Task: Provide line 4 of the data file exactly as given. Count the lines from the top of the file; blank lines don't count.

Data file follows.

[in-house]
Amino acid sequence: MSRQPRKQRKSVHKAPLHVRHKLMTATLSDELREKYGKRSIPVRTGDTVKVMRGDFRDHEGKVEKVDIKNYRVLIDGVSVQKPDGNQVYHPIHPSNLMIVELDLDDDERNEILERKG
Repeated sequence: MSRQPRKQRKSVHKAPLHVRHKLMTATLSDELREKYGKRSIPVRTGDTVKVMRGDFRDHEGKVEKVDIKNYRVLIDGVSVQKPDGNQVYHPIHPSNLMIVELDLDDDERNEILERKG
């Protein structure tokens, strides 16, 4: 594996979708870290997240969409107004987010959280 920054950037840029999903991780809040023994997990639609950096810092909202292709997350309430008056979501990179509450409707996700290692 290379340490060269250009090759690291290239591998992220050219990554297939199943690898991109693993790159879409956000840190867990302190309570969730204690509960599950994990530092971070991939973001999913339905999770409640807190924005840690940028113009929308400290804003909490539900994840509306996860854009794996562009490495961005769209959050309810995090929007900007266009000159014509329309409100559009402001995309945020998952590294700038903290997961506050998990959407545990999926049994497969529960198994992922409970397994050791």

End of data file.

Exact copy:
């Protein structure tokens, strides 16, 4: 594996979708870290997240969409107004987010959280 920054950037840029999903991780809040023994997990639609950096810092909202292709997350309430008056979501990179509450409707996700290692 290379340490060269250009090759690291290239591998992220050219990554297939199943690898991109693993790159879409956000840190867990302190309570969730204690509960599950994990530092971070991939973001999913339905999770409640807190924005840690940028113009929308400290804003909490539900994840509306996860854009794996562009490495961005769209959050309810995090929007900007266009000159014509329309409100559009402001995309945020998952590294700038903290997961506050998990959407545990999926049994497969529960198994992922409970397994050791």